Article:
Notably in Turkey, their part of the exhibition curated by Salt Gallery in Istanbul, plots the reaction of people in the wake of the country's military coup in 1980, and the country's transition to a market economy and its uneasy relationship with Europe and its Europeanness.
One of the exhibits shows the Turkish Eurovision entry for 1980, Ajda Pekkan's song Petrol. It shows the place Turkey was in at the start decade impeccably. The song is a classic cross-cultural banger, it starts with traditional Turkish drums and vocals, before exploding into an emotive disco-esque chorus. It's an exemplar of Turkey clashing between its traditions and new forms that represent an image of European liberalism.
The main focus of the Turkish section though is a cultural archive of resistance; it compiles footage of Istanbul's redevelopment, marches for human rights, and interviews with politicians. It chronicles the informal art practices that sprang up and who organised actions against compulsory military service and misogyny, for the environment, sexual health, and gay liberation. One of the focal points of this scene was Sokak (Street in English), a kind of Turkish i-D, which sprang up at the end of the decade and documented the cultural underground and championed its social resistance. Sokak was the voice of the youth in the country at the time, once of the first places Turkish kids could find an outlet for the lives they were actually living, a reflection of the society they were living in, and a programme for making things better.
This idea, that wider culture needed to reflect what was actually happening, that culture must find a new means of representing a new reality, runs throughout the exhibition. It deals with how art can not simply reflect reality, but also how art can make things better.
"I saw people fight with police who I thought would never harm a fly," a woman says, in a documentary that chronicles the Dutch squatting scene of the era. The squats started as a reaction to homelessness in the country as property developers kept buildings empty to drive prices up. As a reaction to this the squatters turned empty spaces across the Netherlands into co-op housing, art spaces, and studios. De Fabriek, based in a former book bindery in Eindhoven, was turned into an exhibition space. V2 and Het Apollohuis in Rotterdam became not just local centres of counter-culture, but international ones, linking up the nascent Dutch movement in art, music and politics into wider international ones. The biggest though, was the Vondel Free State in Amsterdam, a squat which posed such a challenge to the city, that the government rolled tanks through the streets it to crush it, the squatters resisted erecting barricades, forcing the army and police back for a time.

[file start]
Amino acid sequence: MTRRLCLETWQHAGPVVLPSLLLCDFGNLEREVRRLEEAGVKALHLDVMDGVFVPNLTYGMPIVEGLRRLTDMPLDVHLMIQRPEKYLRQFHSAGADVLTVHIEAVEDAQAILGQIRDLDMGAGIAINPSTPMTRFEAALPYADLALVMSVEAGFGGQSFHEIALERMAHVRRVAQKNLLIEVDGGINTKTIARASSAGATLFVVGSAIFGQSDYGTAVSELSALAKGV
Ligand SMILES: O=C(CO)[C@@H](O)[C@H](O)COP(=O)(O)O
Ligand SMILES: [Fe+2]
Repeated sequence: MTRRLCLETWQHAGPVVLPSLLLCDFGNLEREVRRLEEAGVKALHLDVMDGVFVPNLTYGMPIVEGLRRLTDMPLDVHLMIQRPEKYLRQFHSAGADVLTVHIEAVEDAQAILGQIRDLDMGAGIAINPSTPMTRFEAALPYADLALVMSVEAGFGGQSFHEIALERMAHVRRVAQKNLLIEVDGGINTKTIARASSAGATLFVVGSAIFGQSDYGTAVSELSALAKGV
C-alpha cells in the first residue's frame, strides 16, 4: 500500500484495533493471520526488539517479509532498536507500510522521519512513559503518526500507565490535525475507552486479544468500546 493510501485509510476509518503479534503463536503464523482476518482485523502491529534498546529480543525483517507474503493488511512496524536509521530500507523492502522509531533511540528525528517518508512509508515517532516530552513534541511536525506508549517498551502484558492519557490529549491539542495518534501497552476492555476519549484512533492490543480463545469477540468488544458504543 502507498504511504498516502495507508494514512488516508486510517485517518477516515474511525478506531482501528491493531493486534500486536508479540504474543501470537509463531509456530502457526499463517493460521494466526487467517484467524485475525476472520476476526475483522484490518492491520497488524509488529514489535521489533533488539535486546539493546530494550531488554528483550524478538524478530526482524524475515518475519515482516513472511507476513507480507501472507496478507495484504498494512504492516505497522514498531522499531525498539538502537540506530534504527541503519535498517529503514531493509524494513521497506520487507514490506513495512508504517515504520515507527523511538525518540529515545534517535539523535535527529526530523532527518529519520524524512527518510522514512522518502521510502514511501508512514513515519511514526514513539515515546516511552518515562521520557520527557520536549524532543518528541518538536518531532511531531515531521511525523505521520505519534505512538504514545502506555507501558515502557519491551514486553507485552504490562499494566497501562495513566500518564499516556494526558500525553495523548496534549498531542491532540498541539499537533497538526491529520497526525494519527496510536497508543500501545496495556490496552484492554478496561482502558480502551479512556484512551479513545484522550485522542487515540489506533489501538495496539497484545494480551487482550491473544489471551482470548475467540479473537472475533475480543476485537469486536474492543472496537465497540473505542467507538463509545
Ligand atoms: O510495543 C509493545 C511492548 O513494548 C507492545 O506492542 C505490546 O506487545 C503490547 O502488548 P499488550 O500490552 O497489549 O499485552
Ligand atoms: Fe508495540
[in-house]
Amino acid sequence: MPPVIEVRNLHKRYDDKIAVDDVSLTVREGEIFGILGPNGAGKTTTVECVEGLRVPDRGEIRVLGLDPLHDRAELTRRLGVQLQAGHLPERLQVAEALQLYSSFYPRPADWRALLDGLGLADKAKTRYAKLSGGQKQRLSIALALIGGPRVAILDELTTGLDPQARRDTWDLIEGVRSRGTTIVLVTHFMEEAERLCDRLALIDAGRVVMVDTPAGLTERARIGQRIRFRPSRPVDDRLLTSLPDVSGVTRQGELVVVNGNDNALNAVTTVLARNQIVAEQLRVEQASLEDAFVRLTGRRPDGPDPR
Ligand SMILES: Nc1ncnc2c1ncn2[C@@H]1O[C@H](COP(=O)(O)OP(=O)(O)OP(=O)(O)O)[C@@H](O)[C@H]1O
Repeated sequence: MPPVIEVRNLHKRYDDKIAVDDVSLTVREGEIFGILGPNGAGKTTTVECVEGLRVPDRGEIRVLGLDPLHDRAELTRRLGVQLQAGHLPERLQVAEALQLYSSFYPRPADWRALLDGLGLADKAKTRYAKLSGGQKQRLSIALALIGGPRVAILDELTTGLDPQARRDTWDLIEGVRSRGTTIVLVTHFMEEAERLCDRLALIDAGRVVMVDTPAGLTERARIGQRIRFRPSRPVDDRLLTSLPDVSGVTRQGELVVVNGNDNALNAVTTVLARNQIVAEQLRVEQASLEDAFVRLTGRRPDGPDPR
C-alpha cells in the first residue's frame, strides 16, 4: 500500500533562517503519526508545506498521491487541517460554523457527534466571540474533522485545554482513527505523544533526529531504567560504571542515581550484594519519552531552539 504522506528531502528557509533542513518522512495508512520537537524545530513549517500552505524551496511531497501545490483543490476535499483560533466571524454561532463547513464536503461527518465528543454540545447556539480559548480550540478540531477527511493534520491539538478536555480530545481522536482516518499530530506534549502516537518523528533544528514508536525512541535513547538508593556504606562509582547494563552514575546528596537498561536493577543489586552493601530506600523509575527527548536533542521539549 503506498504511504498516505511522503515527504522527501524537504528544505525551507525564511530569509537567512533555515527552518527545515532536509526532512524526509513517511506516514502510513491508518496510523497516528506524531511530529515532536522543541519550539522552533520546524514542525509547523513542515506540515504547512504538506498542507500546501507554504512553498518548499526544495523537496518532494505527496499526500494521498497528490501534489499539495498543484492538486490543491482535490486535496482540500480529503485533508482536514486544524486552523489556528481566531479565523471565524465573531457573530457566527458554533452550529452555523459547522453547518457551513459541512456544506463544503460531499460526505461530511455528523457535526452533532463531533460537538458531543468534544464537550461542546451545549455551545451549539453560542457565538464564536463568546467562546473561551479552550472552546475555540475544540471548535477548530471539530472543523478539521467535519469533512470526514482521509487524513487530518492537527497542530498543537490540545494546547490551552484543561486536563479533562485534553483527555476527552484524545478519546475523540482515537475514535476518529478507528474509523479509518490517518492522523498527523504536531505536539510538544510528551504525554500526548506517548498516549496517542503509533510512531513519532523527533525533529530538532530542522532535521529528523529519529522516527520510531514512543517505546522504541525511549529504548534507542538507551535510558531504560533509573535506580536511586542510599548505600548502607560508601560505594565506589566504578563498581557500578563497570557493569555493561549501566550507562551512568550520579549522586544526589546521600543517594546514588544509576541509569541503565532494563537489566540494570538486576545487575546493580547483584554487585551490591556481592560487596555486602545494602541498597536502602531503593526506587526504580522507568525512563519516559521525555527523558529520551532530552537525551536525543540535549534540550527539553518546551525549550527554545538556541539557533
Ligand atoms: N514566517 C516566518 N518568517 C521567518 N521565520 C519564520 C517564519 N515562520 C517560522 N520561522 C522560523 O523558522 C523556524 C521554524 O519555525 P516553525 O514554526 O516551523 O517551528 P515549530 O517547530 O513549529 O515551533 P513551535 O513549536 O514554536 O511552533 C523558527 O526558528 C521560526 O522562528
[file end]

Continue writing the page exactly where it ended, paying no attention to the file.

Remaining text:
Maybe it's indicative of how precarious society was then, how poised it was between the old and the new, that such a challenge to its authority had to be so ruthlessly crushed. Squatting is about space, a space to exist in; a marginalised group taking back the space of society that they feel they are denied by those power. That might act as a neat microcosm for all of the movements profiled here; not necessarily, simply, physical space, but intellectual space, the space to exist in a society if you're gay, trans, black, poor, all of the above. It's this too, which is most relevant today, what we can take away from the exhibition, how we can plot a future through our own European crisis find our own spaces to exist it.
One of the most heart wrenching (but inspiring) sections documents the black British art movement, led by figures like John Akomfrah, Keith Piper, Chila Kumari Burman, Lubaina Himid. They took post-colonial theory back to its point of origin, confronting how that colonial legacy manifested itself in a racist present, in police brutality, racism, exclusion, problems that are hardly historic.
The landmark work of the era was John Akomfrah's Handsworth Songs, commissioned by Channel 4. It's a document of the race riots that broke out in Britain in 1985, in Handsworth, Birmingham, and Brixton, London. Handsworth Songs is a cinematic collage, it takes in newsreel footage and interviews, it's a journey through the images and reflections of Britain at that time, a society that felt unlivable for many ghettoised black people. It was shown by Chanel 4, important, it broadcast the reality of this life into people's homes who might otherwise have not cared, not seen it, or simply got their information from racist tabloid newspapers.
The issues these artists raise feel more prescient and powerful than ever, you can imagine, 30 years from now, similar exhibitions dedicating similar spaces to the Black Lives Matter movement, the Occupy movement, the anti-austerity movement, the Nuit De Bout in France, the 15-M Movement in Spain. We're still here, still demanding radical change to the way our society operates.
Text Felix Petty